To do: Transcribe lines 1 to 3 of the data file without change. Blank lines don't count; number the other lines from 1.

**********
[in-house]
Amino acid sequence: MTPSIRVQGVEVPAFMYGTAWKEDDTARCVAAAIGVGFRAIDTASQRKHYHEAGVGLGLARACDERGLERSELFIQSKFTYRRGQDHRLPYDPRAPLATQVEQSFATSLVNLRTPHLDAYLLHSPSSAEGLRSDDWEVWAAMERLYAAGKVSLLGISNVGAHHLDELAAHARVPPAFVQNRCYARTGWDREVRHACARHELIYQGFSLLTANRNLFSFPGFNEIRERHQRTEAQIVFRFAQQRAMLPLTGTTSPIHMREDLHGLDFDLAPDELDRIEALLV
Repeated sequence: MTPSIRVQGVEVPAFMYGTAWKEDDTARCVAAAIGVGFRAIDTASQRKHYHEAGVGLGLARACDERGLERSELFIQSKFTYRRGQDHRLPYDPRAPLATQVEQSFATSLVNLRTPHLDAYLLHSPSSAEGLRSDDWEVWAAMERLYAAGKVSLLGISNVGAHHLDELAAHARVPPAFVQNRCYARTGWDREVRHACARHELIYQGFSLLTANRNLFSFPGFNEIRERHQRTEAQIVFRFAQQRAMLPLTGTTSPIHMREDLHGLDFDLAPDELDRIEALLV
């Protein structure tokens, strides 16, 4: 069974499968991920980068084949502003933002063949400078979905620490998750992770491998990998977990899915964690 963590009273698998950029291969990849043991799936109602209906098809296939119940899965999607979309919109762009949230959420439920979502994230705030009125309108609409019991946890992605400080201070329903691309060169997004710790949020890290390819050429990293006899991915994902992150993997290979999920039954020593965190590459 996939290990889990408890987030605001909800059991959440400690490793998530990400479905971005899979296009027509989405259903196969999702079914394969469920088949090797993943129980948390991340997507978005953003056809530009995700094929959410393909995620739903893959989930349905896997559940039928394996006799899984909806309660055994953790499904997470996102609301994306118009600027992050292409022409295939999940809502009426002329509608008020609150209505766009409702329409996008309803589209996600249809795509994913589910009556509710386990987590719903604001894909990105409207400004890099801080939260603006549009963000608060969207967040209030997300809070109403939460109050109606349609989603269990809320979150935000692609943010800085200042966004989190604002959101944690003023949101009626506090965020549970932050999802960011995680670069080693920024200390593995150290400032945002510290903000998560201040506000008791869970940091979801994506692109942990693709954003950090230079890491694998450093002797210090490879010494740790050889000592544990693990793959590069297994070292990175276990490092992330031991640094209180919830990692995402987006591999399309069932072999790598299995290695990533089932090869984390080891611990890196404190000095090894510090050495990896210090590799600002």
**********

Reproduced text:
[in-house]
Amino acid sequence: MTPSIRVQGVEVPAFMYGTAWKEDDTARCVAAAIGVGFRAIDTASQRKHYHEAGVGLGLARACDERGLERSELFIQSKFTYRRGQDHRLPYDPRAPLATQVEQSFATSLVNLRTPHLDAYLLHSPSSAEGLRSDDWEVWAAMERLYAAGKVSLLGISNVGAHHLDELAAHARVPPAFVQNRCYARTGWDREVRHACARHELIYQGFSLLTANRNLFSFPGFNEIRERHQRTEAQIVFRFAQQRAMLPLTGTTSPIHMREDLHGLDFDLAPDELDRIEALLV
Repeated sequence: MTPSIRVQGVEVPAFMYGTAWKEDDTARCVAAAIGVGFRAIDTASQRKHYHEAGVGLGLARACDERGLERSELFIQSKFTYRRGQDHRLPYDPRAPLATQVEQSFATSLVNLRTPHLDAYLLHSPSSAEGLRSDDWEVWAAMERLYAAGKVSLLGISNVGAHHLDELAAHARVPPAFVQNRCYARTGWDREVRHACARHELIYQGFSLLTANRNLFSFPGFNEIRERHQRTEAQIVFRFAQQRAMLPLTGTTSPIHMREDLHGLDFDLAPDELDRIEALLV